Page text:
PURPLE tells the story of everyday Americans with opposing viewpoints addressing their differences head-on and discovering some of the concerns and humanity that lie behind each other’s positions. Designed to build greater empathy and recognition in the face of deepening U.S. divides, PURPLE models a rare conversation that uplifts and inspires even while going toward the heat of passionate political differences. Purple, the film, is 25 minutes long. We will open and close the workshop experience with our own community conversation following the film’s discussion guide.


The Internet Was Not Designed for Security and Privacy
Presented by: Michael Qaissaunee, Professor, Engineering & Technology

In this session, presenters will provide a brief overview of the origins of the Internet and the inherent lack of security and privacy. Unfortunately, the design decisions from the Internet’s founding have created an environment where anonymity is king, and security and privacy are afterthoughts. After detailing the weaknesses, participants will be provided with strategies to protect themselves and identify and avoid bad actors.


Creating Connections with the Psychology and Human Services Club
Presented by: The Brookdale Psychology and Human Services Club

Participants will be encouraged to connect with others in attendance through simple questions, prompts, and discussion. There will be a short debrief afterward to discuss how they can better practice empathy both on and off campus.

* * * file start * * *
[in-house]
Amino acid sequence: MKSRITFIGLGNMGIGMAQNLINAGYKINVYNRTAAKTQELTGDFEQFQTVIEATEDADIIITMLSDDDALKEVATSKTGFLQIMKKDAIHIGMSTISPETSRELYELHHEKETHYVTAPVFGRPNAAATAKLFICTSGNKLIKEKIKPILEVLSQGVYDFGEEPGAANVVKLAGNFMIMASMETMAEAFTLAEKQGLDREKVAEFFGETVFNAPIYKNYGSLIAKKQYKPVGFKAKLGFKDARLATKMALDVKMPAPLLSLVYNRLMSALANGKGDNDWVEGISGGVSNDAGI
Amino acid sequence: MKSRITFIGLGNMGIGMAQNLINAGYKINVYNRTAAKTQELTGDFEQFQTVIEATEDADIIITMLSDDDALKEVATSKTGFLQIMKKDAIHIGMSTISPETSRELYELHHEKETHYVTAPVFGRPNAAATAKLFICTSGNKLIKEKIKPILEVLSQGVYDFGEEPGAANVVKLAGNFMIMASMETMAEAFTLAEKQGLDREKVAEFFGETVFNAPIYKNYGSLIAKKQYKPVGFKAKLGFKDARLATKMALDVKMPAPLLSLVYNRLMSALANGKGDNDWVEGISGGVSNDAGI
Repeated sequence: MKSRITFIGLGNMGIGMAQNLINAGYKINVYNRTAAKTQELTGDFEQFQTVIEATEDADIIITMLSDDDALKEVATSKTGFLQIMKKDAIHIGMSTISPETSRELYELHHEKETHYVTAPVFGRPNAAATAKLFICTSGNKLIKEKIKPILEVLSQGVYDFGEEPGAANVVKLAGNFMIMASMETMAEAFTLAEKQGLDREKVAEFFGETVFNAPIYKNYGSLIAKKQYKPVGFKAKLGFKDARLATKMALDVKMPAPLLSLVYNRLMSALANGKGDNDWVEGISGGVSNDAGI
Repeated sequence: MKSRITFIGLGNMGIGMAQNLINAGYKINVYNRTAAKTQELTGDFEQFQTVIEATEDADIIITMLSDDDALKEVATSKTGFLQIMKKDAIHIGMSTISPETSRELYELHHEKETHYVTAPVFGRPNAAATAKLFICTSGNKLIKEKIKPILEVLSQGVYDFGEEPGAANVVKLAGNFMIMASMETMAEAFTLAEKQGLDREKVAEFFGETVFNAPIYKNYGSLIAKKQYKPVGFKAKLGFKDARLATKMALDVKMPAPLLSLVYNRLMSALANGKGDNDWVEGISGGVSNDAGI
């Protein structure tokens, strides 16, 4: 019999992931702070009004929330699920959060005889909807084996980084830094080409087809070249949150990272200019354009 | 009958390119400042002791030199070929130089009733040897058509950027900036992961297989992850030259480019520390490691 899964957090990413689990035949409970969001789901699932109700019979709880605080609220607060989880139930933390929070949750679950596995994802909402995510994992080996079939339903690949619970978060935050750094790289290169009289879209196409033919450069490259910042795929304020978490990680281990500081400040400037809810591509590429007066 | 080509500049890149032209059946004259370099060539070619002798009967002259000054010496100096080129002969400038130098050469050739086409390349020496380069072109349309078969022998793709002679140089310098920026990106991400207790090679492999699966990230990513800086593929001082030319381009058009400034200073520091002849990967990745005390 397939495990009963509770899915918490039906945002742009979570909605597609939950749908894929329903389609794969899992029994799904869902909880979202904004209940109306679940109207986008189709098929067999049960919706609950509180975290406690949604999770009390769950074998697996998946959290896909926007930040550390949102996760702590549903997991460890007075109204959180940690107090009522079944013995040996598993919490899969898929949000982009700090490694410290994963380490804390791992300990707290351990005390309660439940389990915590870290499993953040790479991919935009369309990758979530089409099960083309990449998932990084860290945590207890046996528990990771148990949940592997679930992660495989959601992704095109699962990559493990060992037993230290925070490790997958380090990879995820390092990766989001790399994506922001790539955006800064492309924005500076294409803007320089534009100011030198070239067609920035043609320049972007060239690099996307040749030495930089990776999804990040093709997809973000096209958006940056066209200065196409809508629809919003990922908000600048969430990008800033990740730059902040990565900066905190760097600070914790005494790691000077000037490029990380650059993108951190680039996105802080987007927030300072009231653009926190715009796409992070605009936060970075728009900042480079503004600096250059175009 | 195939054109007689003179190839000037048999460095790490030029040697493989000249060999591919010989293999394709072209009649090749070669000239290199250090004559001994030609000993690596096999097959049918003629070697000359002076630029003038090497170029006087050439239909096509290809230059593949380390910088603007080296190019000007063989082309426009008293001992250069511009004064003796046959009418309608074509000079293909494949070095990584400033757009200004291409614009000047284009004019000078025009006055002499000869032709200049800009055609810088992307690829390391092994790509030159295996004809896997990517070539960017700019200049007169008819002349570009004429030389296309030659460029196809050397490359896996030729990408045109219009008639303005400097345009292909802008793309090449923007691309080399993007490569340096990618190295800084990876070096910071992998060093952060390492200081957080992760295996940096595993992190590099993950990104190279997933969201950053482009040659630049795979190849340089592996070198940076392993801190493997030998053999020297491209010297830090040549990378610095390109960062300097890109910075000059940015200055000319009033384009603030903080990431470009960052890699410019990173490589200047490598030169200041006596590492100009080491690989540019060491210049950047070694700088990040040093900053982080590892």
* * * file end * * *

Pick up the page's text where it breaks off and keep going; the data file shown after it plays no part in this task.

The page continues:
Radio for Hate, Radio for Peace
Presented by: Sara Brown, Director, Center of Holocaust, Human Rights and Genocide Education
In case you missed it, LINK TO PRESENTATION

This talk will address the role and impact of radio before, during, and after the Genocide against the Tutsi in Rwanda. In our section on Radio for Hate, we will examine how radio became the primary platform for mass communications before and during the 1994 Genocide against the Tutsi. In our section on Radio for Peace, we will then look at how the radio was harnessed to promote unity and reconciliation within Rwanda and beyond.


Social Movement Technologies: Instagram & TikTok
Presented by: Angela Kariotis, Director, Diversity and Inclusion, GACR

How are online organizers using Instagram & TikTok to build power online?


The Social Dilemma A film about the trappings of Social Media
Presented by: Stephen Fowler, Teaching, Learning & Technology, Instructional Designer
William Ryan, Professor, Languages and ESL
Ave Latte, Professor, Education

Join us for a viewing on social media, how it shapes our reality, informs our social identity, and influences our perceptions of others.


Media as Medium
RESCHEDULED
Presented by: Elisa Elorza, Professor, Art
Trent Welcome, Professor, Graphic Design
Registration Required
Registration Link
Location: Gallery, CVA

Social media is unavoidable in 2022. We are all in different social media spaces every day. For some of us it’s texting or Zoom, while others use Snapchat or Instagram. Social media has shaped culture from its inception, but in recent years it has become increasingly tempestuous in often dangerous ways. Just like abstaining from voting is an affirmation of the status quo, disengaging from social media cultures signals an
acceptance of its voices and where it is today.